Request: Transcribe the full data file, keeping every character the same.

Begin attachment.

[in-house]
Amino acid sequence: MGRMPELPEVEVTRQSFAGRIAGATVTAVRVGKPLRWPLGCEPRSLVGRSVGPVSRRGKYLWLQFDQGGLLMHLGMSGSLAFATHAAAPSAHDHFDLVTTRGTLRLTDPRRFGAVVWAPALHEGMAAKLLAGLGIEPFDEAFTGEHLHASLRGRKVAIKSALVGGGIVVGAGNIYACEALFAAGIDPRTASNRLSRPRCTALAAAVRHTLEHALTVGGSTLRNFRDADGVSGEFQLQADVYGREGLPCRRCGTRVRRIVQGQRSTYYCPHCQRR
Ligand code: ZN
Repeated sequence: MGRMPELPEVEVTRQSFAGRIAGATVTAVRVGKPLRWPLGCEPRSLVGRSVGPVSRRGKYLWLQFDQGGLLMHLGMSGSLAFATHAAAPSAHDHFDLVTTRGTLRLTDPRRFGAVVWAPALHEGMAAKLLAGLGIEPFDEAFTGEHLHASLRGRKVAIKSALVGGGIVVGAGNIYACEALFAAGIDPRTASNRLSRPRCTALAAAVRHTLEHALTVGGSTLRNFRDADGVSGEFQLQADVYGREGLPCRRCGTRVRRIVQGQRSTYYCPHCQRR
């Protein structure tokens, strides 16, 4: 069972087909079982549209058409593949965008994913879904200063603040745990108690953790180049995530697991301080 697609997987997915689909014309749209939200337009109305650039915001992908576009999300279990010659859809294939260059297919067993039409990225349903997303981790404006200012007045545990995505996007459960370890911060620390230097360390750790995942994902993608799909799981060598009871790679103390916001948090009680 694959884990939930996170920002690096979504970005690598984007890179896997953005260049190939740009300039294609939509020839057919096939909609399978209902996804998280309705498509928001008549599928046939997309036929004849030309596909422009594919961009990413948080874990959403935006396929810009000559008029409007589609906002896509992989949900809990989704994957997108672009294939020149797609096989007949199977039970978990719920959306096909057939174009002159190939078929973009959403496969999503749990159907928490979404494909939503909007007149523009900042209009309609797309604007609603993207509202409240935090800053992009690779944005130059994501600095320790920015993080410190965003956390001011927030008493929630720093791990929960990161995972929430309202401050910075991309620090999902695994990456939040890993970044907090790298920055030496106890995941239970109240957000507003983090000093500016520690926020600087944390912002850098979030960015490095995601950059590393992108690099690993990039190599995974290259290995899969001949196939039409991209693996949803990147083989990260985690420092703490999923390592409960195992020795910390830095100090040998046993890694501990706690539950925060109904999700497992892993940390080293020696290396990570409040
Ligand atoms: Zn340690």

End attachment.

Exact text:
[in-house]
Amino acid sequence: MGRMPELPEVEVTRQSFAGRIAGATVTAVRVGKPLRWPLGCEPRSLVGRSVGPVSRRGKYLWLQFDQGGLLMHLGMSGSLAFATHAAAPSAHDHFDLVTTRGTLRLTDPRRFGAVVWAPALHEGMAAKLLAGLGIEPFDEAFTGEHLHASLRGRKVAIKSALVGGGIVVGAGNIYACEALFAAGIDPRTASNRLSRPRCTALAAAVRHTLEHALTVGGSTLRNFRDADGVSGEFQLQADVYGREGLPCRRCGTRVRRIVQGQRSTYYCPHCQRR
Ligand code: ZN
Repeated sequence: MGRMPELPEVEVTRQSFAGRIAGATVTAVRVGKPLRWPLGCEPRSLVGRSVGPVSRRGKYLWLQFDQGGLLMHLGMSGSLAFATHAAAPSAHDHFDLVTTRGTLRLTDPRRFGAVVWAPALHEGMAAKLLAGLGIEPFDEAFTGEHLHASLRGRKVAIKSALVGGGIVVGAGNIYACEALFAAGIDPRTASNRLSRPRCTALAAAVRHTLEHALTVGGSTLRNFRDADGVSGEFQLQADVYGREGLPCRRCGTRVRRIVQGQRSTYYCPHCQRR
């Protein structure tokens, strides 16, 4: 069972087909079982549209058409593949965008994913879904200063603040745990108690953790180049995530697991301080 697609997987997915689909014309749209939200337009109305650039915001992908576009999300279990010659859809294939260059297919067993039409990225349903997303981790404006200012007045545990995505996007459960370890911060620390230097360390750790995942994902993608799909799981060598009871790679103390916001948090009680 694959884990939930996170920002690096979504970005690598984007890179896997953005260049190939740009300039294609939509020839057919096939909609399978209902996804998280309705498509928001008549599928046939997309036929004849030309596909422009594919961009990413948080874990959403935006396929810009000559008029409007589609906002896509992989949900809990989704994957997108672009294939020149797609096989007949199977039970978990719920959306096909057939174009002159190939078929973009959403496969999503749990159907928490979404494909939503909007007149523009900042209009309609797309604007609603993207509202409240935090800053992009690779944005130059994501600095320790920015993080410190965003956390001011927030008493929630720093791990929960990161995972929430309202401050910075991309620090999902695994990456939040890993970044907090790298920055030496106890995941239970109240957000507003983090000093500016520690926020600087944390912002850098979030960015490095995601950059590393992108690099690993990039190599995974290259290995899969001949196939039409991209693996949803990147083989990260985690420092703490999923390592409960195992020795910390830095100090040998046993890694501990706690539950925060109904999700497992892993940390080293020696290396990570409040
Ligand atoms: Zn340690």